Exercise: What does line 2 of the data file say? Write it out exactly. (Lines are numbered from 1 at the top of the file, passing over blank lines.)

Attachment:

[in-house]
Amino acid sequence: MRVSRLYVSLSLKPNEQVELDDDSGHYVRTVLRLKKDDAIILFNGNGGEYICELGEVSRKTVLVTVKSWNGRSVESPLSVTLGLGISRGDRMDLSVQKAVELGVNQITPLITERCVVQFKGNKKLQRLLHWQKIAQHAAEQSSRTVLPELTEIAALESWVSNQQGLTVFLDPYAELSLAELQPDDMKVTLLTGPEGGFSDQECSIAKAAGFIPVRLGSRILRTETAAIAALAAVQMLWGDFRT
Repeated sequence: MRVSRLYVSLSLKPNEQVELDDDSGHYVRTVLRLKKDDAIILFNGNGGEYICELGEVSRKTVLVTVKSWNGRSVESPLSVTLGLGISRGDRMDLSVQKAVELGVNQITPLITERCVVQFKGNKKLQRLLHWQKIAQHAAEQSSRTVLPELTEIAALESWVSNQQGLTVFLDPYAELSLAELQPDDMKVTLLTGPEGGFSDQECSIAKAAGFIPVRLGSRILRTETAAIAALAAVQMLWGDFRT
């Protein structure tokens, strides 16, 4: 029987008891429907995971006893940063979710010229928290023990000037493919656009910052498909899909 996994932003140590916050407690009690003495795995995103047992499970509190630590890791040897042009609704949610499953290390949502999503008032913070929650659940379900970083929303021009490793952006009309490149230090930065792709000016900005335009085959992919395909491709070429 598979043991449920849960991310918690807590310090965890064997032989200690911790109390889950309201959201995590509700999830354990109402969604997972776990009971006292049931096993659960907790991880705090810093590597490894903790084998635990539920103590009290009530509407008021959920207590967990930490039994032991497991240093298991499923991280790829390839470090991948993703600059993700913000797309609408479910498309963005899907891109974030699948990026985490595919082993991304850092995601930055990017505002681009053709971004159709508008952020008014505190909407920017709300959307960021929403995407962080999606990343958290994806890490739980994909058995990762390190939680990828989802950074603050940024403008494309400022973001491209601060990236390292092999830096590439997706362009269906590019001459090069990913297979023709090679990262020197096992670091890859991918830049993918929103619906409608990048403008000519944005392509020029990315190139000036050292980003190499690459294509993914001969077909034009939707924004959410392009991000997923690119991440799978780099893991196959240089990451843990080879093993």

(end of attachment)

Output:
Amino acid sequence: MRVSRLYVSLSLKPNEQVELDDDSGHYVRTVLRLKKDDAIILFNGNGGEYICELGEVSRKTVLVTVKSWNGRSVESPLSVTLGLGISRGDRMDLSVQKAVELGVNQITPLITERCVVQFKGNKKLQRLLHWQKIAQHAAEQSSRTVLPELTEIAALESWVSNQQGLTVFLDPYAELSLAELQPDDMKVTLLTGPEGGFSDQECSIAKAAGFIPVRLGSRILRTETAAIAALAAVQMLWGDFRT